One more insertion for Fragments of Fiction
Johnny looked out the window and stared at a tree swaying in the wind. Couldn’t tell you what kind of tree it was, just that it was tall, covered with green leaves and covered in bark. He thought about June and stifled a giggle. She would have been irked with his description and muttered something about men not being worth a damn for the important things.
And then he laughed remembering how June had been frustrated with his recitation of information about a dear friend’s baby. He didn’t know how big the child was, not weight nor height. He couldn’t even tell her the name, just that he was certain that it was a girl. It made her a bit crazy that he could spend hours reciting trivia about sports, movies, politics and more but important things like information about the baby seemed to be beyond him.
Or may be it was that she knew that in so many areas his memory was like the proverbial steel trap. Why was it that those details never escaped him yet he couldn’t answer the other things. It was part of why when she sent him to the store it was always with a list in hand. Without the list he’d come back from Costco $200 dollars poorer and with a host of things that they might want but weren’t alwaysÂ necessities.
He laughed again thinking about how sometimes he did it intentionally just to aggravate her. She knew it too but was smart enough not to mention it to him. The last thing that she wanted to do was encourage that kind of behavior. She knew full well that if he thought it would get a rise out of her he would do it in a heartbeat.
And then he sighed deeply, ah….the proverbial heartbeat. His had stopped beating long ago or so it seemed to him. Whenever it was that she had cut things off had made it freeze inside his chest and since then there had been nothing. Sure, it was an exaggeration but sometimes he liked to do so and goddamnit he was going to do what he was going to do.
Still lost in thought he stared at the damn tree and thought about how it had stood there for decades. Tall and straight it withstood the elements and earthquakes, or what the insurance companies called an act of god. It went on living regardless of these things, sustained by whatever power sustained trees.
There was perfection in that tree- a silent and steady truth that he appreciated. It reminded him of a time not so long ago when he felt like he had experienced perfection. A dreamer and at times a romantic he was also a collector of memories and as such he paid attention to those moments when it felt like the world stood still.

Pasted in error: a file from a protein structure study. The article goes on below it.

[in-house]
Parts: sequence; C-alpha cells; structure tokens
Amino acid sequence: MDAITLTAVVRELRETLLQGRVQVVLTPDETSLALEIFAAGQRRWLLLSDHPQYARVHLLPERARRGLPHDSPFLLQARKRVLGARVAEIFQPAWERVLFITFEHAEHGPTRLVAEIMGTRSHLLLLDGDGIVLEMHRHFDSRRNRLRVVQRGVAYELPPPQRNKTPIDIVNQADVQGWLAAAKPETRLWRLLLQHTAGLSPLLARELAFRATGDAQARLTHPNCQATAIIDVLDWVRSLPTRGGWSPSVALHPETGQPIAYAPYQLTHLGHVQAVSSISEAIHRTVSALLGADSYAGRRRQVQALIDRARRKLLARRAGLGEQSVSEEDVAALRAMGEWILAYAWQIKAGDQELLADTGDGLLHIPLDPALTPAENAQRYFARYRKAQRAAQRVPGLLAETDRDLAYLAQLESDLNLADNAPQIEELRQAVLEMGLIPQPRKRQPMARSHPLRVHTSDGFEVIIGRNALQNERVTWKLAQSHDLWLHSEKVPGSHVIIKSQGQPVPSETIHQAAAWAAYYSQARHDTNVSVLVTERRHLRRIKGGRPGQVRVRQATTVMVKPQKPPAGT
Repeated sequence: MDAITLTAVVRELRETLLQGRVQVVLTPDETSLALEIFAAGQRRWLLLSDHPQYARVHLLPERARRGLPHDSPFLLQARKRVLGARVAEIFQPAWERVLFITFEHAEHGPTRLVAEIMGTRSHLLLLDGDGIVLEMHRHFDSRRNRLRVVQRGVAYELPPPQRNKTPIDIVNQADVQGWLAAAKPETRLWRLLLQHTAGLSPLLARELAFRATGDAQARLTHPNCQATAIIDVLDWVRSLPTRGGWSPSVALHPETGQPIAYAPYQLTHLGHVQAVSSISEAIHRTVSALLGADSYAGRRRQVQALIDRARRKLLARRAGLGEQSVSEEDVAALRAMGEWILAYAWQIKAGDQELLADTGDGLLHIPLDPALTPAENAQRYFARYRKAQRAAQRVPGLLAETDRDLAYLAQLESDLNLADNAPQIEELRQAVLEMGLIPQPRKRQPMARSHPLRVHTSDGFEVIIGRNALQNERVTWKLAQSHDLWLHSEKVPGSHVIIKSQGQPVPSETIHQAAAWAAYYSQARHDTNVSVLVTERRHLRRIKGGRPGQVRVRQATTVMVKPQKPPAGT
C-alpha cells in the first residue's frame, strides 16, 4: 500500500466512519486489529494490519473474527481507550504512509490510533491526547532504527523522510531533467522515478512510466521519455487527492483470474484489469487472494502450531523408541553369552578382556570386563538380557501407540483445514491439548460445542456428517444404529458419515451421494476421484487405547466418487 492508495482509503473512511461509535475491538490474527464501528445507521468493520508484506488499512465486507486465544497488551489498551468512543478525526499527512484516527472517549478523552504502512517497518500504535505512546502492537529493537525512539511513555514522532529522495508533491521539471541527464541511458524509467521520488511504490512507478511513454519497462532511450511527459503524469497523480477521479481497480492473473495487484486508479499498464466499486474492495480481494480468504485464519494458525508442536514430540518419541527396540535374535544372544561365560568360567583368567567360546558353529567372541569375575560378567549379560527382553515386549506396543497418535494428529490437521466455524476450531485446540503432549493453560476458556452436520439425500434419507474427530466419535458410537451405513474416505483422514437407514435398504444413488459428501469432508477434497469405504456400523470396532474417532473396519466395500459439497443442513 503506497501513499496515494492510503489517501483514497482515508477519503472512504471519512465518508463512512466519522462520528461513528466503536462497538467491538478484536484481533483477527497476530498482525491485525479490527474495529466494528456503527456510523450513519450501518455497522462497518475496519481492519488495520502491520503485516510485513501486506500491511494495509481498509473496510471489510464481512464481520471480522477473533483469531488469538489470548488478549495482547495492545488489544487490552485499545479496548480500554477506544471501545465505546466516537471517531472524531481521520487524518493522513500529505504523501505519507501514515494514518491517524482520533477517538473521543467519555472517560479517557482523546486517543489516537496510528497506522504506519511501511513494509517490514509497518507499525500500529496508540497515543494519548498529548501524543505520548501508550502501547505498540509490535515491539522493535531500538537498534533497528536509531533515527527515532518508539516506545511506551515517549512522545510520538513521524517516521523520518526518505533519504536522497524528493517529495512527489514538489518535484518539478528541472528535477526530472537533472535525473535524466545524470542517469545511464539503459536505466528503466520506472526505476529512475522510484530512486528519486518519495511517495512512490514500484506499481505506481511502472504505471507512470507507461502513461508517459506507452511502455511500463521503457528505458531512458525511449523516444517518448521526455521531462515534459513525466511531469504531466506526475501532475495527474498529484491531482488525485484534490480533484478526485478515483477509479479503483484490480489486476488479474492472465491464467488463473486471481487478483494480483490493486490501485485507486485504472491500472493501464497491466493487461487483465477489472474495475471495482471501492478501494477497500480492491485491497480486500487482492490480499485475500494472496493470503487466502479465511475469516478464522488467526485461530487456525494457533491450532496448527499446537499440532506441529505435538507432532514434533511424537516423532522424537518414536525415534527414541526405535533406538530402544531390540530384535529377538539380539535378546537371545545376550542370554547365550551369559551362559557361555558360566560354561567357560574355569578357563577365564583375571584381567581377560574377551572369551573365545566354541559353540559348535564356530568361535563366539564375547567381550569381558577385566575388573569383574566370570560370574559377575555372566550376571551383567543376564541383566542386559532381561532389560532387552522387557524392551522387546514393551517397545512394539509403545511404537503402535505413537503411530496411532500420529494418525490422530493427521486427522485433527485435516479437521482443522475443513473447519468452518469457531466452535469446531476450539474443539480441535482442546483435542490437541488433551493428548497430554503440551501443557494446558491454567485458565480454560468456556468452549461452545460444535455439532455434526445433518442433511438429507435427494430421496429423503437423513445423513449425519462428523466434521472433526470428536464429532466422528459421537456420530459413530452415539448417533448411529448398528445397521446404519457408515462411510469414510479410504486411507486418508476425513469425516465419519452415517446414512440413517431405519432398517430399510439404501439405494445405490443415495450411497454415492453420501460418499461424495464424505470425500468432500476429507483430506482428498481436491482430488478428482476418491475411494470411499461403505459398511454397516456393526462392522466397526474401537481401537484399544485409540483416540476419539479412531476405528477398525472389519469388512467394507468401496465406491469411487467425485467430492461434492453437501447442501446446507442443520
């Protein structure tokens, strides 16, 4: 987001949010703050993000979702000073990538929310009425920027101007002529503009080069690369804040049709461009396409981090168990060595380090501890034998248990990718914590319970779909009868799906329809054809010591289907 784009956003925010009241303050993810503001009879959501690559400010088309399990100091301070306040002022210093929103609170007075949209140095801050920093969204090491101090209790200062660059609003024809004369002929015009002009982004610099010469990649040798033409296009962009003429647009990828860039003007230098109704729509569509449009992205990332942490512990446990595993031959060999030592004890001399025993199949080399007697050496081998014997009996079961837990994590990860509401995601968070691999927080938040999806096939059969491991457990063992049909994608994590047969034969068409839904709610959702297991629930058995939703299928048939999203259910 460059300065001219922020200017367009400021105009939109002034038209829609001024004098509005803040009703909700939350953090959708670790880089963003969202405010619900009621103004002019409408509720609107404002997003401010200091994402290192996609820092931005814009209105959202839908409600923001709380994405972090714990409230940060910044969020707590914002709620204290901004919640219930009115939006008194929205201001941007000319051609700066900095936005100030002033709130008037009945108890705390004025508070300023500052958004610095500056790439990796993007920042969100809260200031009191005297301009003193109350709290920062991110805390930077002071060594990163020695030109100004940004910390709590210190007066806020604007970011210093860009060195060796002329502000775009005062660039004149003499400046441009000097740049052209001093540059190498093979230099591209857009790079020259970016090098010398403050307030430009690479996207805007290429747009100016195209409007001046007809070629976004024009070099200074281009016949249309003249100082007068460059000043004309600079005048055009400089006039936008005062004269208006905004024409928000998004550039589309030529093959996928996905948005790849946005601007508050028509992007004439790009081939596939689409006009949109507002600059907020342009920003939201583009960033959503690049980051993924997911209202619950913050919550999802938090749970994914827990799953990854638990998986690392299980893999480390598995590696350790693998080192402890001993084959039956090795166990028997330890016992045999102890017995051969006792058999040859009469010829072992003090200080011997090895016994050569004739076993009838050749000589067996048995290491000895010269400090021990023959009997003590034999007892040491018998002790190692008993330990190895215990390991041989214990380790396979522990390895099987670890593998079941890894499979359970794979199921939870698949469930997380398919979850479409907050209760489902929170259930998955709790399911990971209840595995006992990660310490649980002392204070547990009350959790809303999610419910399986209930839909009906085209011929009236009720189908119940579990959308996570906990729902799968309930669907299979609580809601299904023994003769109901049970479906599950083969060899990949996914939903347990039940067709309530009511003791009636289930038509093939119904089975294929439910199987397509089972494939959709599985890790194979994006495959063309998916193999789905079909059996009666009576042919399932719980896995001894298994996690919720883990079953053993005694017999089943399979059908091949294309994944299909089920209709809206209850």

That tree made him think of one such moment. Staring up at the gentle swaying he remembered holding June in his arms and kissing her soft lips. Had she asked him to describe it she wouldn’t have complained about a lack of details because if anything he remembered too many.
He tended to think of the moment as being splashed with broad streaks of color and a stillness that was striking. Certainly the earth had not stopped, traffic hadn’t ceased and the music that had undoubtedly been playing in the background had not been shut off.
But the reality for him was different. It was a perfect moment in which he knew nothing but an overwhelming sense of love. He remembered opening his eyes mid-kiss so that he could stare at her. She must have felt him looking at her because she opened hers and giggled.
The image flashed and he saw the two of them lying next to each other. Fully clothed and wide awake they held hands in silence. The world was still silent and all he knew was the desire to never leave her side.
That had been quite some time ago during a time and place that was different from the one in which he lived now. The tree that he had been staring at had been there then just as it stood before him now. Just as tall and just as straight it maintained its place.
He wondered if trees had any sort of consciousness and if so, did they dream of that one perfect moment. He wasn’t certain and in truth didn’t care. He was a collector of memories and he was more than pleased to have that one in his care.
Later on that night he’d find himself tossing and turning in bed and would wander outside to be with the tree again. Bathed in moonlight he’d lean against the trunk and hope that one day he would take June to visit the tree and to tell her story of this moment.
More importantly he hoped that they would have the chance to create some more of those perfect moments. Time would tell.